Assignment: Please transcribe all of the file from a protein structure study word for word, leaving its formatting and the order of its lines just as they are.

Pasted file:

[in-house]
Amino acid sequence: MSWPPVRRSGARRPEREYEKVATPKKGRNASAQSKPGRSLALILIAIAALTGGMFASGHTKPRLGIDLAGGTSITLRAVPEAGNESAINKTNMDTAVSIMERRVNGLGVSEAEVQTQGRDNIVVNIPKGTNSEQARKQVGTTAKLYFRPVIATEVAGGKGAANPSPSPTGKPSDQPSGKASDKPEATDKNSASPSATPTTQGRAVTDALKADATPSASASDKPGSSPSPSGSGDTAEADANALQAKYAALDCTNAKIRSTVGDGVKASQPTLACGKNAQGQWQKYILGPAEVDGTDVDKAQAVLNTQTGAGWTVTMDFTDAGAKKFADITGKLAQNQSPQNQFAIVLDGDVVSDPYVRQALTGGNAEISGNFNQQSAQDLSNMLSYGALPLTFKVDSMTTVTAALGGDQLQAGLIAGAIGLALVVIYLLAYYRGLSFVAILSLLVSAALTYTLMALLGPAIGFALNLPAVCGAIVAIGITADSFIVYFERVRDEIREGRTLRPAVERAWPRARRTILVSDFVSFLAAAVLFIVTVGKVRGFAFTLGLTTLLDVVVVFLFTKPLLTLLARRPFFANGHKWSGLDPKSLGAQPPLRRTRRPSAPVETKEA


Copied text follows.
[in-house]
Amino acid sequence: MSWPPVRRSGARRPEREYEKVATPKKGRNASAQSKPGRSLALILIAIAALTGGMFASGHTKPRLGIDLAGGTSITLRAVPEAGNESAINKTNMDTAVSIMERRVNGLGVSEAEVQTQGRDNIVVNIPKGTNSEQARKQVGTTAKLYFRPVIATEVAGGKGAANPSPSPTGKPSDQPSGKASDKPEATDKNSASPSATPTTQGRAVTDALKADATPSASASDKPGSSPSPSGSGDTAEADANALQAKYAALDCTNAKIRSTVGDGVKASQPTLACGKNAQGQWQKYILGPAEVDGTDVDKAQAVLNTQTGAGWTVTMDFTDAGAKKFADITGKLAQNQSPQNQFAIVLDGDVVSDPYVRQALTGGNAEISGNFNQQSAQDLSNMLSYGALPLTFKVDSMTTVTAALGGDQLQAGLIAGAIGLALVVIYLLAYYRGLSFVAILSLLVSAALTYTLMALLGPAIGFALNLPAVCGAIVAIGITADSFIVYFERVRDEIREGRTLRPAVERAWPRARRTILVSDFVSFLAAAVLFIVTVGKVRGFAFTLGLTTLLDVVVVFLFTKPLLTLLARRPFFANGHKWSGLDPKSLGAQPPLRRTRRPSAPVETKEA